"Special relativity is based on the observation that the speed of light is always the same, independently of who measures it, or how fast the source of the light is moving with respect to the observer. Einstein demonstrated that as an immediate consequence, space and time can no longer be independent, but should rather be considered a new joint entity called "spacetime."
https://www.bowdoin.edu/news/2015/04/physics-professor-baumgarte-describes-100-years-of-gravity.html
So spacetime and LIGO's gravitational waves (ripples in spacetime) do not exist if the speed of light is not "always the same". It is obviously not the same for the stationary observer and the moving observer here:
View: https://youtube.com/watch?v=bg7O4rtlwEE
The speed of the light pulses relative to the stationary observer is
c = df
where d is the distance between subsequent pulses and f is the frequency at the stationary observer. The speed of the pulses relative to the moving observer is
c'= df' > c
That is, the speed of light relative to the observer VARIES with the speed of the observer.
The speed of light VARIES with the speed of the emitter, as posited by Newton's theory
and unequivocally proved by the Michelson-Morley experiment:
"Emission theory, also called emitter theory or ballistic theory of light, was a competing theory for the special theory of relativity, explaining the results of the Michelson–Morley experiment of 1887...The name most often associated with emission theory is Isaac Newton. In his corpuscular theory Newton visualized light "corpuscles" being thrown off from hot bodies at a nominal speed of c with respect to the emitting object, and obeying the usual laws of Newtonian mechanics, and we then expect light to be moving towards us with a speed that is offset by the speed of the distant emitter (c ± v)."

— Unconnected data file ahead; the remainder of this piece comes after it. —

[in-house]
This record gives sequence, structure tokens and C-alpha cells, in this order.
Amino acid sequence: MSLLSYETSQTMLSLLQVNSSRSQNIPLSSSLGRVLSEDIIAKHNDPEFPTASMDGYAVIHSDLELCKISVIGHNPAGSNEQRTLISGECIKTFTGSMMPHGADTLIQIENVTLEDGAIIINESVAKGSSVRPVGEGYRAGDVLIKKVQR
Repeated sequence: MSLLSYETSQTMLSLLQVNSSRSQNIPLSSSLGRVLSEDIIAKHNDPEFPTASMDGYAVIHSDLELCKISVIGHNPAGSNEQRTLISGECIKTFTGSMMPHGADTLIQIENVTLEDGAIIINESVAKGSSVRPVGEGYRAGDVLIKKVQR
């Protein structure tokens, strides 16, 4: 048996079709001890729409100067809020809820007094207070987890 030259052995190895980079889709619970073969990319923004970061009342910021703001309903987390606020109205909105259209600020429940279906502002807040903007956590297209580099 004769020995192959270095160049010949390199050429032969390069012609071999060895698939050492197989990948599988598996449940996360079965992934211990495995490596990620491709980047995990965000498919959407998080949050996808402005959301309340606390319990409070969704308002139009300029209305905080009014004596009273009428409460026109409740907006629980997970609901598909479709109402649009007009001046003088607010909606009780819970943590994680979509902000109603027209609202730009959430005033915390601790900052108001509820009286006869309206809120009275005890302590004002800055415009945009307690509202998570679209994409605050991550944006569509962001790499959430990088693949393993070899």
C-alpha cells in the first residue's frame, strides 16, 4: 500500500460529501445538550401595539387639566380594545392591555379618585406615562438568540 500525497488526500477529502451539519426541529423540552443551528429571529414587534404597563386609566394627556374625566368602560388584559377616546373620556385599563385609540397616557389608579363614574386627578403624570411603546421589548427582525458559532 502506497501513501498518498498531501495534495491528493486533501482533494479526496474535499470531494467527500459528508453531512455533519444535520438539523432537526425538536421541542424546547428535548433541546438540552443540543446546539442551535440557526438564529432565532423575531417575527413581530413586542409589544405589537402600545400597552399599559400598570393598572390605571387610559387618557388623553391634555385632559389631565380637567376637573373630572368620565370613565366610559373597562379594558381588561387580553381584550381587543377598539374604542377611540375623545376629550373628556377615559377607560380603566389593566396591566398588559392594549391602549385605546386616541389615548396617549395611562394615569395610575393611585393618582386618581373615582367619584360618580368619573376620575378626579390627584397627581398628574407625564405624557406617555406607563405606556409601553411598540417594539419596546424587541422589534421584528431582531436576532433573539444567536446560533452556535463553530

https://en.wikipedia.org/wiki/Emission_theory
Banesh Hoffmann, Einstein's co-author, admits that, originally ("without recourse to contracting lengths, local time, or Lorentz transformations"), the Michelson-Morley experiment was compatible with Newton's variable speed of light, c'=c±v, and incompatible with the constant speed of light, c'=c:
"Moreover, if light consists of particles, as Einstein had suggested in his paper submitted just thirteen weeks before this one, the second principle seems absurd: A stone thrown from a speeding train can do far more damage than one thrown from a train at rest; the speed of the particle is not independent of the motion of the object emitting it. And if we take light to consist of particles and assume that these particles obey Newton's laws, they will conform to Newtonian relativity and thus automatically account for the null result of the Michelson-Morley experiment without recourse to contracting lengths, local time, or Lorentz transformations. Yet, as we have seen, Einstein resisted the temptation to account for the null result in terms of particles of light and simple, familiar Newtonian ideas, and introduced as his second postulate something that was more or less obvious when thought of in terms of waves in an ether." Banesh Hoffmann, Relativity and Its Roots, p.92
https://www.amazon.com/Relativity-Its-Roots-Banesh-Hoffmann/dp/0486406768